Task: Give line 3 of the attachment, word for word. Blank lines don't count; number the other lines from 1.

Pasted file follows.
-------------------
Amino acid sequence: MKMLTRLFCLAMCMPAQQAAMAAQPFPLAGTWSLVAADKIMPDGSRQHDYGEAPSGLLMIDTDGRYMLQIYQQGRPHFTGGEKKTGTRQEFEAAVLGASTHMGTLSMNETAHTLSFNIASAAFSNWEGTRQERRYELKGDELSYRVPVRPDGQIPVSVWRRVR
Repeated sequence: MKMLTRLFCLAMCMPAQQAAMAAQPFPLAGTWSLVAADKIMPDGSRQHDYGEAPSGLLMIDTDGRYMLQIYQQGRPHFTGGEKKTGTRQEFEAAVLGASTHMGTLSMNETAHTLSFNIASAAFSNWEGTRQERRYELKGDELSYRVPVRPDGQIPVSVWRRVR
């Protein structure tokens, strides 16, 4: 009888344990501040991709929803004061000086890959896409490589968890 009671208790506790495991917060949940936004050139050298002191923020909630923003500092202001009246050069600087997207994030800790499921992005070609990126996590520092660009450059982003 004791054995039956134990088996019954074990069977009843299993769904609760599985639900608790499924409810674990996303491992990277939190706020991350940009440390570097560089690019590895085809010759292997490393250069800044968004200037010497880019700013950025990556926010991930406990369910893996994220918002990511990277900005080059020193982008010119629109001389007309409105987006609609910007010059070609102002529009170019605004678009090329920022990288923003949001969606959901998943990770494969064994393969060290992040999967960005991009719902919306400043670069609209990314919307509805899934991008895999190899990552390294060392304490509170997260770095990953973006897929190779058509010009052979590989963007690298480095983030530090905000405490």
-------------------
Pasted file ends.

């Protein structure tokens, strides 16, 4: 009888344990501040991709929803004061000086890959896409490589968890 009671208790506790495991917060949940936004050139050298002191923020909630923003500092202001009246050069600087997207994030800790499921992005070609990126996590520092660009450059982003 004791054995039956134990088996019954074990069977009843299993769904609760599985639900608790499924409810674990996303491992990277939190706020991350940009440390570097560089690019590895085809010759292997490393250069800044968004200037010497880019700013950025990556926010991930406990369910893996994220918002990511990277900005080059020193982008010119629109001389007309409105987006609609910007010059070609102002529009170019605004678009090329920022990288923003949001969606959901998943990770494969064994393969060290992040999967960005991009719902919306400043670069609209990314919307509805899934991008895999190899990552390294060392304490509170997260770095990953973006897929190779058509010009052979590989963007690298480095983030530090905000405490």